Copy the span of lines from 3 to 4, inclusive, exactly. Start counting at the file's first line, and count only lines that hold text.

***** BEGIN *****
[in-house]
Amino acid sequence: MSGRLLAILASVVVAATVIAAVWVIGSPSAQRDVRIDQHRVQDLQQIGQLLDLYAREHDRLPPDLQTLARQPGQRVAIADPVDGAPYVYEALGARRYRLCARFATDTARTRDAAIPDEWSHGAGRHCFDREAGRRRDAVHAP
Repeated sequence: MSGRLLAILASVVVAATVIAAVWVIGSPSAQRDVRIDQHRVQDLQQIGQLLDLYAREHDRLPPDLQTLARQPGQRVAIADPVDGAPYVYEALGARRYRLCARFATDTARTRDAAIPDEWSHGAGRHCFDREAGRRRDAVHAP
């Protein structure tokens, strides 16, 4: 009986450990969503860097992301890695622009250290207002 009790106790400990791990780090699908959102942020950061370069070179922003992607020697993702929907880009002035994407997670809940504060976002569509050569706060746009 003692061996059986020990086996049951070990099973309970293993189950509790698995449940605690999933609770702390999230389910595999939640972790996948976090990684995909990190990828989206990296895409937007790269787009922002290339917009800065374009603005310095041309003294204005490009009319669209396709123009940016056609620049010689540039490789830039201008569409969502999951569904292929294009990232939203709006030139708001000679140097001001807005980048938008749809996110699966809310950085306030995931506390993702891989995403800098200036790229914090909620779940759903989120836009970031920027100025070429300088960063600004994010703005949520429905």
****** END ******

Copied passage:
Repeated sequence: MSGRLLAILASVVVAATVIAAVWVIGSPSAQRDVRIDQHRVQDLQQIGQLLDLYAREHDRLPPDLQTLARQPGQRVAIADPVDGAPYVYEALGARRYRLCARFATDTARTRDAAIPDEWSHGAGRHCFDREAGRRRDAVHAP
């Protein structure tokens, strides 16, 4: 009986450990969503860097992301890695622009250290207002 009790106790400990791990780090699908959102942020950061370069070179922003992607020697993702929907880009002035994407997670809940504060976002569509050569706060746009 003692061996059986020990086996049951070990099973309970293993189950509790698995449940605690999933609770702390999230389910595999939640972790996948976090990684995909990190990828989206990296895409937007790269787009922002290339917009800065374009603005310095041309003294204005490009009319669209396709123009940016056609620049010689540039490789830039201008569409969502999951569904292929294009990232939203709006030139708001000679140097001001807005980048938008749809996110699966809310950085306030995931506390993702891989995403800098200036790229914090909620779940759903989120836009970031920027100025070429300088960063600004994010703005949520429905």